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M. Bakri Musa

Seeing Malaysia My Way

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Location: Morgan Hill, California, United States

Malaysian-born Bakri Musa writes frequently on issues affecting his native land. His essays have appeared in the Far Eastern Economic Review, Asiaweek, International Herald Tribune, Education Quarterly, SIngapore's Straits Times, and The New Straits Times. His commentary has aired on National Public Radio's Marketplace. His regular column Seeing It My Way appears in Malaysiakini. Bakri is also a regular contributor to th eSun (Malaysia). He has previously written "The Malay Dilemma Revisited: Race Dynamics in Modern Malaysia" as well as "Malaysia in the Era of Globalization," "An Education System Worthy of Malaysia," "Seeing Malaysia My Way," and "With Love, From Malaysia." Bakri's day job (and frequently night time too!) is as a surgeon in private practice in Silicon Valley, California. He and his wife Karen live on a ranch in Morgan Hill. This website is updated twice a week on Sundays and Wednesdays at 5 PM California time.

Wednesday, July 06, 2011

The Wisdom of the Students

The Wisdom of the Students
M. Bakri Musa
www.bakrimusa.com
bakrimusa@juno.com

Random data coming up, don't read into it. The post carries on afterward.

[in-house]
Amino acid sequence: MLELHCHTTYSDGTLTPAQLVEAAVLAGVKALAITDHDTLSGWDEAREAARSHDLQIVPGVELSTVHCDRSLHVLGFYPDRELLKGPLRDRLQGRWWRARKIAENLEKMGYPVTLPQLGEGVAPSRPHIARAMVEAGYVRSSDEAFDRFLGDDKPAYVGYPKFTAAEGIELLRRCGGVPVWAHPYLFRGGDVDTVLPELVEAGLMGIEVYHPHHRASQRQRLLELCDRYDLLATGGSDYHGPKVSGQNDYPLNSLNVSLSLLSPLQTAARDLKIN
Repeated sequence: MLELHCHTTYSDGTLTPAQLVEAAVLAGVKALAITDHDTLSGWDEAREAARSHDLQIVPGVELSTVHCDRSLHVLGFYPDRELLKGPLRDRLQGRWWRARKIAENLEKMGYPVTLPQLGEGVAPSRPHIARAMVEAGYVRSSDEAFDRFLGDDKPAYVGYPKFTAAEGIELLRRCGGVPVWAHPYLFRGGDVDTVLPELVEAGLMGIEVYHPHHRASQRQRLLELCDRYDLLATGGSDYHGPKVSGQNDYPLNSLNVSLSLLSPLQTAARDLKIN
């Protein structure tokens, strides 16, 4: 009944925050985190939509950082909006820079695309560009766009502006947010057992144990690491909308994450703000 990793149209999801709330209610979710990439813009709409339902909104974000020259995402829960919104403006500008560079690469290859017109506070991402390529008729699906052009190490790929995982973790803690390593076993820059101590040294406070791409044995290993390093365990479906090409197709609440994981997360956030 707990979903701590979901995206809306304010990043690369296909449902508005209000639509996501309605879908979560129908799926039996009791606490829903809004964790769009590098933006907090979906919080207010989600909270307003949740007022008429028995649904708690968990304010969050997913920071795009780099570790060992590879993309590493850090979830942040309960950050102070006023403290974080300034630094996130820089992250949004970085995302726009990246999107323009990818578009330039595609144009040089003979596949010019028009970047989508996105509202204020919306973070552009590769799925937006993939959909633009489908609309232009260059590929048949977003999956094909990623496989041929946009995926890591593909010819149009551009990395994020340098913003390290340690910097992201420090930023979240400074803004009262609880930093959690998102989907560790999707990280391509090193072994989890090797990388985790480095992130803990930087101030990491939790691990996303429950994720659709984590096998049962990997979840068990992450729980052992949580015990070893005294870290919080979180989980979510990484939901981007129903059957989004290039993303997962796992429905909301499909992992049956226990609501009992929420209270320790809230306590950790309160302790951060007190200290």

In a remarkable display of professorial prowess, University of Malaya Vice-Chancellor Ghauth Jasmon recently engaged his students in a two-hour dialogue on what it would take to make their university great. With humility, pedagogical skills, and great stage presence, he enthralled his audience while imparting an important message. They in turn were not at all shy in telling him the challenges they faced. It was truly a dialogue, not the usual one-way pedantic pronouncements.

Those students had a clear message not only for their Vice-Chancellor but also the country’s leaders and policy makers: Listen to us!

The session was even more remarkable as it was held after lunch, typically siesta time in the tropics. Anyone who has faced a classroom of students at that time of day knows how difficult it is to get their attention. Yet there they were – professor and students – intellectually engaging each other, interspersed with frequent cheers and laughter.

The Vice-Chancellor listed the five criteria of an elite university, as judged by the rating bodies. They are, in order of importance, the academic reputation of its faculty (40 percent); the related faculty citations (20); student-faculty ratio (20); employers’ assessment of its graduates (10); and the institution’s internationalism as reflected by the number of foreign students (5) and faculty members(5).

For parents and students however, the fourth factor – employers’ assessment – is for practical reasons the most important. Thus Ghauth focused on that. To employers, local graduates are deficient in such important areas as English proficiency, critical thinking, and problem solving. He emphasized the lack of English fluency.